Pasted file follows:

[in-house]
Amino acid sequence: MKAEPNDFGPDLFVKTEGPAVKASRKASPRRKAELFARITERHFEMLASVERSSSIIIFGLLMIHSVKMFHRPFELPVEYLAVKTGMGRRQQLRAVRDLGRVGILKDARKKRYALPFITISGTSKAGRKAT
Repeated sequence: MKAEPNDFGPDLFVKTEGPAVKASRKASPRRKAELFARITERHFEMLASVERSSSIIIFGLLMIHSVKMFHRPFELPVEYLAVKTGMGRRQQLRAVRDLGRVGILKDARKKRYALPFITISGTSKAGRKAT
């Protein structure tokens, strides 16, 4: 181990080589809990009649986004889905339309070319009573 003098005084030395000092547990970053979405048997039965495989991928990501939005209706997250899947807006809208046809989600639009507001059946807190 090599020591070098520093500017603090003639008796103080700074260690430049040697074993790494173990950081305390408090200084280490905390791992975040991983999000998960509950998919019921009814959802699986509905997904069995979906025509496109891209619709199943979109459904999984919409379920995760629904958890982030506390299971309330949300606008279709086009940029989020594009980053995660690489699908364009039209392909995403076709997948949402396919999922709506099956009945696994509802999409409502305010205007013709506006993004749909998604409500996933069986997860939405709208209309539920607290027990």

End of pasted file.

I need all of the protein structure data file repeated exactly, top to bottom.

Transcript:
[in-house]
Amino acid sequence: MKAEPNDFGPDLFVKTEGPAVKASRKASPRRKAELFARITERHFEMLASVERSSSIIIFGLLMIHSVKMFHRPFELPVEYLAVKTGMGRRQQLRAVRDLGRVGILKDARKKRYALPFITISGTSKAGRKAT
Repeated sequence: MKAEPNDFGPDLFVKTEGPAVKASRKASPRRKAELFARITERHFEMLASVERSSSIIIFGLLMIHSVKMFHRPFELPVEYLAVKTGMGRRQQLRAVRDLGRVGILKDARKKRYALPFITISGTSKAGRKAT
């Protein structure tokens, strides 16, 4: 181990080589809990009649986004889905339309070319009573 003098005084030395000092547990970053979405048997039965495989991928990501939005209706997250899947807006809208046809989600639009507001059946807190 090599020591070098520093500017603090003639008796103080700074260690430049040697074993790494173990950081305390408090200084280490905390791992975040991983999000998960509950998919019921009814959802699986509905997904069995979906025509496109891209619709199943979109459904999984919409379920995760629904958890982030506390299971309330949300606008279709086009940029989020594009980053995660690489699908364009039209392909995403076709997948949402396919999922709506099956009945696994509802999409409502305010205007013709506006993004749909998604409500996933069986997860939405709208209309539920607290027990």